Pathways of recovery: preventing further episodes of mental illness (monograph)

Information: monitoring, evaluation and research

Page last updated: 2006

Underpinning the implementation of any intervention or innovation is the need for information at different levels, and this also applies to relapse prevention. There is, firstly, a need to be able to identify programs that are related to relapse prevention and to monitor their uptake and implementation. The effectiveness of relapse prevention programs needs to be evaluated and their safety and quality monitored. Such monitoring requires high quality information systems that can generate relevant data in a timely manner. As noted earlier, it is currently not possible to identify people with psychiatric disabilities in many of the data collections outside the mainstream health sector, and this limits understanding of the utility of these services for people with mental illness.

Secondly, the evidence base around the factors that affect relapse needs development. There is currently little scientific evidence related to the risk and protective factors for relapse and the efficacy of psychosocial interventions, mainly because there has been little research interest in the area (see Jorm et al 2001). Such research needs to be encouraged and targeted. Research funding is a politicised process and advocacy is required from the mental health community to ensure that when such areas of research need are identified, concerted effort is applied to ensure that the resources are made available to undertake it.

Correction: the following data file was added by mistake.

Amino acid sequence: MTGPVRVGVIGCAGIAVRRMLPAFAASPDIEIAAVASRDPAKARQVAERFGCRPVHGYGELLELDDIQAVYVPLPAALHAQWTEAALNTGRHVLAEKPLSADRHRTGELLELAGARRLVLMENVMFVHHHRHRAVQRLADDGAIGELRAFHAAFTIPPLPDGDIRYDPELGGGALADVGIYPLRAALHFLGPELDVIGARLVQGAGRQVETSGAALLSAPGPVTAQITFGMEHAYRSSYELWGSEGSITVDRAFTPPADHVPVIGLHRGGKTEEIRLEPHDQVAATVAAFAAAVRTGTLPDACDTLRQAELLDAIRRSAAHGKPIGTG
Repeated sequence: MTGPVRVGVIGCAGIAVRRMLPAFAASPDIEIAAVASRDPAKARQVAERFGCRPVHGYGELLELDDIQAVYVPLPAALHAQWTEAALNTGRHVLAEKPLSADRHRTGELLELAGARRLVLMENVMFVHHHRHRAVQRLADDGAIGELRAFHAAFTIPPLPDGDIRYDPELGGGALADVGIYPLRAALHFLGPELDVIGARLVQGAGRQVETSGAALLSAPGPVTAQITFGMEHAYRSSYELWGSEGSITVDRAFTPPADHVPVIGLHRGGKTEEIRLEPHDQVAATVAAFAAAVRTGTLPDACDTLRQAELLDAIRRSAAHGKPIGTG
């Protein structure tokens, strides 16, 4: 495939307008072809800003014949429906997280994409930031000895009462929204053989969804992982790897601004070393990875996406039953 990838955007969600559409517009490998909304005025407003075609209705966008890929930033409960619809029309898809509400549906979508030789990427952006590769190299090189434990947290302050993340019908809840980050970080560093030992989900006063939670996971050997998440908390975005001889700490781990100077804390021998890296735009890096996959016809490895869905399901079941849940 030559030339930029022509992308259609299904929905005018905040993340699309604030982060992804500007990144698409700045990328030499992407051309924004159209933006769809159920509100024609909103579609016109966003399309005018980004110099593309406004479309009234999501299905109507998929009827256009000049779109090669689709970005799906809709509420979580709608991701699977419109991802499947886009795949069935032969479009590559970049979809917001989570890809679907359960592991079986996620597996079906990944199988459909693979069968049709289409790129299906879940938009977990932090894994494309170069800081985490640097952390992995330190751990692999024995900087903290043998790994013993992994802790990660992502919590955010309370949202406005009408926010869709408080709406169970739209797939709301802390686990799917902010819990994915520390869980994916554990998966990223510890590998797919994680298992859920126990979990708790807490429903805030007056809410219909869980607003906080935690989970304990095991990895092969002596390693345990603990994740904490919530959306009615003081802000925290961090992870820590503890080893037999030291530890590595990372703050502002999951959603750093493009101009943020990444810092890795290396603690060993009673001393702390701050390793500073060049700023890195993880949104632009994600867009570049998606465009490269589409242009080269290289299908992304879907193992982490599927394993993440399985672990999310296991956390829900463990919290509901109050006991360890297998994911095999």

We need to recognise the imbalance of research. We shouldn't assume that things that aren't well researched are not effective ... We're not going to get research dollars to look at the efficacy of psychosocial interventions as opposed to medical interventions, because you can't sell them. —Clinician